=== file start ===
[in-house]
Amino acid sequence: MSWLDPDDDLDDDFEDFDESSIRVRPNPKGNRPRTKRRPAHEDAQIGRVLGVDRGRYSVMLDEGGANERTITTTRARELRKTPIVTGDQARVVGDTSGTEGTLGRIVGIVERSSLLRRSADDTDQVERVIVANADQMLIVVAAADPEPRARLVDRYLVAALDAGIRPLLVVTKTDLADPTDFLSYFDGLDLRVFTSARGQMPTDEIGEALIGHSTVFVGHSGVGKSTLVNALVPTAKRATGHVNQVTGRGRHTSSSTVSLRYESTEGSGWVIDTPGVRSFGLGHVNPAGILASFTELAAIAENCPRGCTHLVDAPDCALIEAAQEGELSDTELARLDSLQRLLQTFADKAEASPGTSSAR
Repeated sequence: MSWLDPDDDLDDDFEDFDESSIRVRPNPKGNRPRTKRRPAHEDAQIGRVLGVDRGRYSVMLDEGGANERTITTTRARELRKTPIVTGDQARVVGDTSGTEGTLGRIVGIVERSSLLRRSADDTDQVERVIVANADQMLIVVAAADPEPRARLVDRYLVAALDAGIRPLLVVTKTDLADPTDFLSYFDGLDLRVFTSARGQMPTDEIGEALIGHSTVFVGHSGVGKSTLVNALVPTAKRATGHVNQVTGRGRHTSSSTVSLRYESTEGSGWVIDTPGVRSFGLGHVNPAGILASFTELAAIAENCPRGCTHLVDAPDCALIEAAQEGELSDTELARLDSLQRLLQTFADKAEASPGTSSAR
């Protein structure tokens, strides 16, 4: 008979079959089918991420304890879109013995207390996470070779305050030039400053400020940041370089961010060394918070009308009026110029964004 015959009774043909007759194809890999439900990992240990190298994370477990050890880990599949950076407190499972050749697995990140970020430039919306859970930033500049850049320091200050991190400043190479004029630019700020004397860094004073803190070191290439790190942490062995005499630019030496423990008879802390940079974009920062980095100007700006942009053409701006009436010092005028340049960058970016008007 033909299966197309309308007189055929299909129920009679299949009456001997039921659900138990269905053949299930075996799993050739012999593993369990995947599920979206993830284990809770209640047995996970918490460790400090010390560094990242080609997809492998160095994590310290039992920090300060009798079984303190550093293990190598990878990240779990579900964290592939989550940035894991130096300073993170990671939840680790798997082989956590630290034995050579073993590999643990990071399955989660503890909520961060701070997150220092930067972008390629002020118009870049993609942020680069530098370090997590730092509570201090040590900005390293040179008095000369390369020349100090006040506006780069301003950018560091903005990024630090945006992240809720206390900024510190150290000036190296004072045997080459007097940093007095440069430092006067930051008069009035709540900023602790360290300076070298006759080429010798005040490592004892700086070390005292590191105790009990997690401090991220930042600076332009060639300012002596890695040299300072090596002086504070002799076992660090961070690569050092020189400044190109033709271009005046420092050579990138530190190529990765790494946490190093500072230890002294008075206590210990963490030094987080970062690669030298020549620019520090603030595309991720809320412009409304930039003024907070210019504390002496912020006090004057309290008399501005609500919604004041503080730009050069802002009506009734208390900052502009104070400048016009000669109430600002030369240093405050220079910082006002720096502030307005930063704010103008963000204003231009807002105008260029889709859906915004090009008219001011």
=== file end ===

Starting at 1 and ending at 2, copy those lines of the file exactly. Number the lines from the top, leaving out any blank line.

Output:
[in-house]
Amino acid sequence: MSWLDPDDDLDDDFEDFDESSIRVRPNPKGNRPRTKRRPAHEDAQIGRVLGVDRGRYSVMLDEGGANERTITTTRARELRKTPIVTGDQARVVGDTSGTEGTLGRIVGIVERSSLLRRSADDTDQVERVIVANADQMLIVVAAADPEPRARLVDRYLVAALDAGIRPLLVVTKTDLADPTDFLSYFDGLDLRVFTSARGQMPTDEIGEALIGHSTVFVGHSGVGKSTLVNALVPTAKRATGHVNQVTGRGRHTSSSTVSLRYESTEGSGWVIDTPGVRSFGLGHVNPAGILASFTELAAIAENCPRGCTHLVDAPDCALIEAAQEGELSDTELARLDSLQRLLQTFADKAEASPGTSSAR